Of course, this is how the company makes its money and how its service can be provided free of charge. But it would be better if the products pushed were those that are relevant to you. Sometimes it’s as though you’re being encouraged to take a new credit line.
Not always the best recommendations
The recommendations made to you, and the other deals shown on the Credit Karma website may not be the best offers available or the best solutions. The site only has a limited amount of information about you, and works with only those companies that pay them a commission on sales. Therefore, it’s always best to shop around, using Credit Karma’s suggestions as a foundation for creating your own solutions.
Here’s my biggest bugbear with Credit Karma. Its customer service is not very good. I’m not the only one to think this, either. Look at Trustpilot, and many of the negative comments and 1-star reviews are centred on poor customer service.
For example, when I first signed up, things went swimmingly for the first few minutes. But when I tried to log in a second time, I couldn’t. I kept getting a very frustrating ‘Please try again later‘ message, with no further help suggested.
While there is a lot of info in its FAQ section, there was nothing to resolve my issue. Here’s where things started to get infuriating.
There is no phone-based support. There isn’t even a chat-bot, or agents to speak to on a messaging system. So, I was left with email. I detest email help with this type of service. It’s usually slow, clunky, and laborious. Which is exactly how Credit Karma’s email help turns out to be.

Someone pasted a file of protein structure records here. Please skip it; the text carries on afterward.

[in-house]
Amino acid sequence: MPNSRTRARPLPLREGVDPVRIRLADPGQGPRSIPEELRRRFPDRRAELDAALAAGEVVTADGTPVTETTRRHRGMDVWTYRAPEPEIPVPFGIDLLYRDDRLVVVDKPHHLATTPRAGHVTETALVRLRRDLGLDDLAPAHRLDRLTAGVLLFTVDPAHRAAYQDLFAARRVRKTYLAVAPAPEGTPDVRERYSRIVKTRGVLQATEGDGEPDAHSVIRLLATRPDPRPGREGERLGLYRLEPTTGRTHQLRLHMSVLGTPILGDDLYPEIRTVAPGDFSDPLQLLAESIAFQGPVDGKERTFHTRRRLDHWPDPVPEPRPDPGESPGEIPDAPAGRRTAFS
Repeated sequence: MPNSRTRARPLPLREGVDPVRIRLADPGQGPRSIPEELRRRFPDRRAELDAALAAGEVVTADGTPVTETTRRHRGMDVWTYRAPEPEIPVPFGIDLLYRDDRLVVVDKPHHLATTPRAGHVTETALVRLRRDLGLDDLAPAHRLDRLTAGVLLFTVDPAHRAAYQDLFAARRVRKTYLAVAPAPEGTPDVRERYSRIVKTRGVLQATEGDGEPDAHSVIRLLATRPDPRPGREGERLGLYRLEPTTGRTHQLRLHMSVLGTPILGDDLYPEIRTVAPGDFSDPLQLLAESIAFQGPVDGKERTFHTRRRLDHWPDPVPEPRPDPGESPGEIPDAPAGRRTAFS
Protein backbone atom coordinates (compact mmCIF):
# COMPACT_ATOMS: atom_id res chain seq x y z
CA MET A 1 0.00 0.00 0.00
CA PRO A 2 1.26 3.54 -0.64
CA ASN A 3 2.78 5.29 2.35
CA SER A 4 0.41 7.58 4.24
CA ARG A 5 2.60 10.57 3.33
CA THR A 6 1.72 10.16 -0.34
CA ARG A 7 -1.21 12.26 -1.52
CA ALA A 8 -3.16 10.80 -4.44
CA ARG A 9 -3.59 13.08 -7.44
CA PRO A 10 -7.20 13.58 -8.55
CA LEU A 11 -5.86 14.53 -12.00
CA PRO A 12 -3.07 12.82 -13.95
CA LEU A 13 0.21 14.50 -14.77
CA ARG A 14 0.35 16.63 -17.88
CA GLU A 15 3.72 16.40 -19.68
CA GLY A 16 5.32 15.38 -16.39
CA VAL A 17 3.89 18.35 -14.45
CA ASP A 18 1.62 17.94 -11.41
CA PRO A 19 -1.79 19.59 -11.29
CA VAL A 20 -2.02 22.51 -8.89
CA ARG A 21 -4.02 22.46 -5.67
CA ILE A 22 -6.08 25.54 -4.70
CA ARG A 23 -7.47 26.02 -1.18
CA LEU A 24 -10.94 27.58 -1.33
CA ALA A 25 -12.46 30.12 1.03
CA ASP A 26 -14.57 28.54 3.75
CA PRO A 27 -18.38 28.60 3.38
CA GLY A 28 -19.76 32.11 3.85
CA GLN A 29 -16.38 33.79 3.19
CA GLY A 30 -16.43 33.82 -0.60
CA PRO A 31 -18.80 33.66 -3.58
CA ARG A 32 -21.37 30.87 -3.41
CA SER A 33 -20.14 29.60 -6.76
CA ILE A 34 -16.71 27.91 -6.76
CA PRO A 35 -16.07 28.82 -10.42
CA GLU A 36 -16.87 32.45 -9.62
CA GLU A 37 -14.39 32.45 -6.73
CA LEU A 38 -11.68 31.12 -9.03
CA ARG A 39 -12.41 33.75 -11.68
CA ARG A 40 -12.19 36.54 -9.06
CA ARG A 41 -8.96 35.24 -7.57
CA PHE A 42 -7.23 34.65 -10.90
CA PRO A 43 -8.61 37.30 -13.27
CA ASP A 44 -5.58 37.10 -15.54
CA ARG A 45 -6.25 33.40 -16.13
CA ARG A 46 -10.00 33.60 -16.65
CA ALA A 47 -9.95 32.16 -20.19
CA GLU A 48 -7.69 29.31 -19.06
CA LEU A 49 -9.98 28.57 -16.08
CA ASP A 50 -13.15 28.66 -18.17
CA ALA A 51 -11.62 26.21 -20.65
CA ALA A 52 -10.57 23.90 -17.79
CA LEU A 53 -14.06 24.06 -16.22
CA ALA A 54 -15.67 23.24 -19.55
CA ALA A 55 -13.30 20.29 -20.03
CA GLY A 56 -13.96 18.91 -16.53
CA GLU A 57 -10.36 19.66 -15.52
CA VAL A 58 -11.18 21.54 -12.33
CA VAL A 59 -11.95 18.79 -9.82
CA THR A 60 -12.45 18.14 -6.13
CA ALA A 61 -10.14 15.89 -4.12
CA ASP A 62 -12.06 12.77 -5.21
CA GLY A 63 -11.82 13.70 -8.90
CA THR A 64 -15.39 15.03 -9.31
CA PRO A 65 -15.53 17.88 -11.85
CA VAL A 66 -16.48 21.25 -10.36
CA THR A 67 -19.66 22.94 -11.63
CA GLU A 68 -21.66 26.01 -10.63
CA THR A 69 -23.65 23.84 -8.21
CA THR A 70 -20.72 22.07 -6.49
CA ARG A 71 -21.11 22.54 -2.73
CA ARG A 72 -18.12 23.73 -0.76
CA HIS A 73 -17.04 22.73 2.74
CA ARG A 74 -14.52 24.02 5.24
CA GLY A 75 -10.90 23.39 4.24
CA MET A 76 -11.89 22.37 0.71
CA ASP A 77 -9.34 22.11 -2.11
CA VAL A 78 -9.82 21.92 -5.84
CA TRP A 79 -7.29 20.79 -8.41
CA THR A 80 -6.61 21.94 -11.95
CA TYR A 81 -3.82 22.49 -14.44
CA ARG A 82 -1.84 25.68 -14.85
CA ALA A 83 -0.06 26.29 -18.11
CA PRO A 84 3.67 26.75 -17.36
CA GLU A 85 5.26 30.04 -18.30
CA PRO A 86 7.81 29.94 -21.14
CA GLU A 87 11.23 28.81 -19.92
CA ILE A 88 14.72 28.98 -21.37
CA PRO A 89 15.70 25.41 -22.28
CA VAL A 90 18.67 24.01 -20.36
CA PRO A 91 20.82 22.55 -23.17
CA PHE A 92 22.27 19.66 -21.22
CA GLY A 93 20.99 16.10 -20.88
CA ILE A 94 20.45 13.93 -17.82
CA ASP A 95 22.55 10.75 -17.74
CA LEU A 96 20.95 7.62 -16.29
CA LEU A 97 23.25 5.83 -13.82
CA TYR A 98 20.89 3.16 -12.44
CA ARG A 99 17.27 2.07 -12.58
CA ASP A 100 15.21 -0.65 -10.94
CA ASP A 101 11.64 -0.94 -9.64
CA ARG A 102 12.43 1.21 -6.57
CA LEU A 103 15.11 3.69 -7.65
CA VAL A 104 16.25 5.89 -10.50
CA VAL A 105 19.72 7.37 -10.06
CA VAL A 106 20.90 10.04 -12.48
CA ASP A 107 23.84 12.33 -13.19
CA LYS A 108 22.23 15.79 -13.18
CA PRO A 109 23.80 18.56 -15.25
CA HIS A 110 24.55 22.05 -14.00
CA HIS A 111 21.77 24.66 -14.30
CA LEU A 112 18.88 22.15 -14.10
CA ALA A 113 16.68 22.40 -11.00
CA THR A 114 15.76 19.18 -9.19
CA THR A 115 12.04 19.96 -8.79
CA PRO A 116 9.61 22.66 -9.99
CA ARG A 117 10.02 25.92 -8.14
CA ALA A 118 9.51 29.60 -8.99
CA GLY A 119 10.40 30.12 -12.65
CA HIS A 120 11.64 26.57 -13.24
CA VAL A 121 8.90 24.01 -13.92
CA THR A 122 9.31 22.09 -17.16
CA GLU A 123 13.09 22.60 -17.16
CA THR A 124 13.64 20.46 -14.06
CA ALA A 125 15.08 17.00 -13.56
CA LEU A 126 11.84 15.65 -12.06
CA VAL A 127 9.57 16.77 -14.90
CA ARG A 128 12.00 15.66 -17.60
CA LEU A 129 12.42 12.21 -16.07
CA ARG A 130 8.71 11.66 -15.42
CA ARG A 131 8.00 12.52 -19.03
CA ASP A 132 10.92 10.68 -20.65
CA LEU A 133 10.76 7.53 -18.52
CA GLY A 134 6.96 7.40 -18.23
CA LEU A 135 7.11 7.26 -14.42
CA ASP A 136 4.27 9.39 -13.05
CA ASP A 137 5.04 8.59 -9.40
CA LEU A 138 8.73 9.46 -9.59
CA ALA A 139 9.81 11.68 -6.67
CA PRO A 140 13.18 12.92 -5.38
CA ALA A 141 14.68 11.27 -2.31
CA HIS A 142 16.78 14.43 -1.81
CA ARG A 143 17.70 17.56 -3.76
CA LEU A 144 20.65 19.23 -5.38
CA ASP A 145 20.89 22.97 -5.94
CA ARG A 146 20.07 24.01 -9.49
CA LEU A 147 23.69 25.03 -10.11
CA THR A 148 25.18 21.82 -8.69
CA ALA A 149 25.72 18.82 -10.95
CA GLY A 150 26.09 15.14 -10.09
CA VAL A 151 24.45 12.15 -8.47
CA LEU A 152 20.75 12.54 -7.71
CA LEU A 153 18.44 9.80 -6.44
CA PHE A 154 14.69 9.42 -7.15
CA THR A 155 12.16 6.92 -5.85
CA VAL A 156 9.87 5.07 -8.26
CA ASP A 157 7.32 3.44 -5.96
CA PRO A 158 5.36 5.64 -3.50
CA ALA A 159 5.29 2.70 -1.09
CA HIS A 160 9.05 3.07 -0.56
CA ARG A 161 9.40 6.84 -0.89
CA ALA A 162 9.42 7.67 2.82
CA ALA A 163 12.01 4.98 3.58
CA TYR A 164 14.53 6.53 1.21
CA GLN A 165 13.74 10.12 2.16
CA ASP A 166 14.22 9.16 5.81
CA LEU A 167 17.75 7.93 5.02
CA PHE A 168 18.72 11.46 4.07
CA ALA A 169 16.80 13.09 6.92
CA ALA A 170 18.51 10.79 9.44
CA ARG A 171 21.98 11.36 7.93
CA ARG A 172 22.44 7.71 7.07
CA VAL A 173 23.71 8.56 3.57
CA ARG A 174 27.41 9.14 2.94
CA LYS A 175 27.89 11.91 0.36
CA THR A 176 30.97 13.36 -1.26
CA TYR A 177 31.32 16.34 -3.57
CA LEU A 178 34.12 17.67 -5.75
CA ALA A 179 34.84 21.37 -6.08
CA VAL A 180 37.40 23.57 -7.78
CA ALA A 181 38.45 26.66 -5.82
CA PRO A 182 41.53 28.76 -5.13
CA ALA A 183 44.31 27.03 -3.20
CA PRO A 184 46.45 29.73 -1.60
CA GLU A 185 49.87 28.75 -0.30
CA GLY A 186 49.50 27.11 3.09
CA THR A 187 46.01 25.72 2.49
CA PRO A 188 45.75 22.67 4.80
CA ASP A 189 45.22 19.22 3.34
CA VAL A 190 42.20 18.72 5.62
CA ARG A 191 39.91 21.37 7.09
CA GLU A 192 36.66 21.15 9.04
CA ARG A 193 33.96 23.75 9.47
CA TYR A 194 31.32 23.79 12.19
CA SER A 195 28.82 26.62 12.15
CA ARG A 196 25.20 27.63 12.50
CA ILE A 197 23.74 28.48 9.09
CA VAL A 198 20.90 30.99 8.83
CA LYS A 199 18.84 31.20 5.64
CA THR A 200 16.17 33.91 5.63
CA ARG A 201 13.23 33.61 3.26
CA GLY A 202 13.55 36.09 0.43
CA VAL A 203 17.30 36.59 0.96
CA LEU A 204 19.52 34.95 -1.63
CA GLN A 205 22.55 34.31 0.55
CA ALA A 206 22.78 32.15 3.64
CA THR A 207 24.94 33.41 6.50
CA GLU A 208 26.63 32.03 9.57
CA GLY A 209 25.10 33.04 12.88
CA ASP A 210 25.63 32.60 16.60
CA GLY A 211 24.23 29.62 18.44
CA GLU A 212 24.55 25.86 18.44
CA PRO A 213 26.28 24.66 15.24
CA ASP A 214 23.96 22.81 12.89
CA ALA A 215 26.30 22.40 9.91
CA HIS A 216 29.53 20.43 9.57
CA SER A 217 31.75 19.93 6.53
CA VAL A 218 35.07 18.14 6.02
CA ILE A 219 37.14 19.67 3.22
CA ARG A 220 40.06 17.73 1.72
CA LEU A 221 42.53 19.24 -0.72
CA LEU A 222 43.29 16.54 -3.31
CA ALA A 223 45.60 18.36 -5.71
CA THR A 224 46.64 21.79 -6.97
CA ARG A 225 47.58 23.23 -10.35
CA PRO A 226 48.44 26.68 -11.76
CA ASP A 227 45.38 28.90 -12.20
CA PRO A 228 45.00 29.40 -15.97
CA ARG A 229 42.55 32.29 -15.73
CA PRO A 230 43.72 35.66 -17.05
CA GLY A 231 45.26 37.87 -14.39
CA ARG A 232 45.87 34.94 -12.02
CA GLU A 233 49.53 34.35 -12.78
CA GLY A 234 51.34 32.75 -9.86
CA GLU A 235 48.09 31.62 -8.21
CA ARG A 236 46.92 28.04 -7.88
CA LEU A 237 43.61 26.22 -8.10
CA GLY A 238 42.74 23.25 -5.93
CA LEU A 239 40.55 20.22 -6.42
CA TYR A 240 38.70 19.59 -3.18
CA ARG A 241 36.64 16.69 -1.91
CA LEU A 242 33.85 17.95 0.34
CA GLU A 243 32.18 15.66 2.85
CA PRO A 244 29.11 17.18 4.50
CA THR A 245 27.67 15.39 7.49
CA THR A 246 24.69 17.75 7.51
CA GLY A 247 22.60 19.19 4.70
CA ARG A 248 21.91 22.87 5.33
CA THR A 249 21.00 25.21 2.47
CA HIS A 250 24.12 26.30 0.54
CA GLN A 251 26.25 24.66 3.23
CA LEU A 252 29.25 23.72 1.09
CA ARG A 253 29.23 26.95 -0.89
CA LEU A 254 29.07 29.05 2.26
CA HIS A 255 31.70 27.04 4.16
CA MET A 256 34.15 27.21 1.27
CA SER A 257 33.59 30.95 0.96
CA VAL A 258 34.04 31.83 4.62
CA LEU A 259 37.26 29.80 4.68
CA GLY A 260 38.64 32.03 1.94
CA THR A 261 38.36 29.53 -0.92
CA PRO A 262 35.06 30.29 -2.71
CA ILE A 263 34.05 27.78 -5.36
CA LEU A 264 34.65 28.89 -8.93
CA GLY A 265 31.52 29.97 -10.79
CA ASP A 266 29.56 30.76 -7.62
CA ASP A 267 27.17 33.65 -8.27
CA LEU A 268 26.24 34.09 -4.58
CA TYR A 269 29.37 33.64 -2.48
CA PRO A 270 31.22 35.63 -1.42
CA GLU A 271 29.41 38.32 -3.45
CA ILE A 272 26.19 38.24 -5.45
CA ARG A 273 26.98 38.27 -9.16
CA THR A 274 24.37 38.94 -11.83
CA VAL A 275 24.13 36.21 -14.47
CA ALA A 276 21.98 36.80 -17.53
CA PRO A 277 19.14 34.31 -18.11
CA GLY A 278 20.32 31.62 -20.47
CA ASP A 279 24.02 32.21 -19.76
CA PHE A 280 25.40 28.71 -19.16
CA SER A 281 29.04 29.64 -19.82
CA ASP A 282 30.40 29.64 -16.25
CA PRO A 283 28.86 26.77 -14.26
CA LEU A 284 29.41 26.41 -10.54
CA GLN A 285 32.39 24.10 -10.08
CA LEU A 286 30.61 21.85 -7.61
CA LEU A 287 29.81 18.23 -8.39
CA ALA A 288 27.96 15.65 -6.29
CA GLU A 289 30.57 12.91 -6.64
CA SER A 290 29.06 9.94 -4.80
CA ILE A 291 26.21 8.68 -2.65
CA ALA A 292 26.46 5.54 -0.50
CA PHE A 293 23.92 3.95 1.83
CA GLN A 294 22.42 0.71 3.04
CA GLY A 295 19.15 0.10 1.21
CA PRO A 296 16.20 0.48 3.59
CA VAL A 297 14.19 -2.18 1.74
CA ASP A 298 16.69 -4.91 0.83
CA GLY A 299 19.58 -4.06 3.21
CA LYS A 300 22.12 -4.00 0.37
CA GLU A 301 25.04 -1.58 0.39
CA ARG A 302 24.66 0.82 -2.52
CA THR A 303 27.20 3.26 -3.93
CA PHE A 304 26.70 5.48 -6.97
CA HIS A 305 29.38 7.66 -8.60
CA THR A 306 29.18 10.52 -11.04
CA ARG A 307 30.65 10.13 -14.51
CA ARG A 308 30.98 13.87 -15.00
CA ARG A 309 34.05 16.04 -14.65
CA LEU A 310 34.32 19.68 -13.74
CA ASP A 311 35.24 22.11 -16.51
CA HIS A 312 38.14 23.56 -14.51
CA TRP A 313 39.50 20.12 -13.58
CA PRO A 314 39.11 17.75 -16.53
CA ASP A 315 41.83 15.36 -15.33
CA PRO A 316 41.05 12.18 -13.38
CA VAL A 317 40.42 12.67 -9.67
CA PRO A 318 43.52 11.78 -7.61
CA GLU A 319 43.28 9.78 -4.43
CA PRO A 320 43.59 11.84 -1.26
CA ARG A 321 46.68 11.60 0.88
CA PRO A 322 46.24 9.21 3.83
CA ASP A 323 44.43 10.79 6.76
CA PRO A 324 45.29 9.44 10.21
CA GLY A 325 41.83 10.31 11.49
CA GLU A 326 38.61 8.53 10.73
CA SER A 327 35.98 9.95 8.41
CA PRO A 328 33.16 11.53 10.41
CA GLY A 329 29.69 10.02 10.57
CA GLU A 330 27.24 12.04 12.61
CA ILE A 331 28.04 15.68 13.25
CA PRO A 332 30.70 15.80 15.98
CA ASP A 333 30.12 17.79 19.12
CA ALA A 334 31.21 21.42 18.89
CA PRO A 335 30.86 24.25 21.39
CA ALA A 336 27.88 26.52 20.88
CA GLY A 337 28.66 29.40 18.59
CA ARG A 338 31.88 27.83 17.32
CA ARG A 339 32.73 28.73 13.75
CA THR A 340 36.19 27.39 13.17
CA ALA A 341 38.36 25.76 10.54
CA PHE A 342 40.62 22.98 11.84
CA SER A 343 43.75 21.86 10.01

I also have a feeling that it could be run, in part at least, by AI-driven support – though this is just a hunch. I’m otherwise flummoxed by why there was a need for me to submit my passport photo to ask for help.
I did get a nice reply, assuring me that they were looking into my issue, but they were currently experiencing high volumes, and thanking me for my patience… blah, blah, blah. The standard holding email – impersonal delaying tactics.
Anyhow, it took a week to resolve what could probably have been resolved in two minutes by a phone-based human agent.
Tips to Get the Most Out of Your Credit Karma Account
Credit Karma is a platform that allows users to access their credit scores, credit reports, and other financial insights for free. Here are some tips to use Credit Karma effectively:
Check Your Credit Score Regularly
Log in regularly (at least once a month – set a repeat calendar reminder) to monitor your credit score. This will help you understand the impact of your financial decisions on your credit score and catch potential issues early.
Review Your Credit Reports and Dispute Discrepancies
Look beyond your score and examine the full report. Check that the information is correct and there are no discrepancies. If there are, lodge a dispute immediately.
Set Up Notifications/Alerts
Credit Karma offers features that notify you when there’s a significant change in your credit report; for example, a drop in your credit score, a new inquiry, or an account change. Take advantage of these alerts to remain updated and ahead of the game.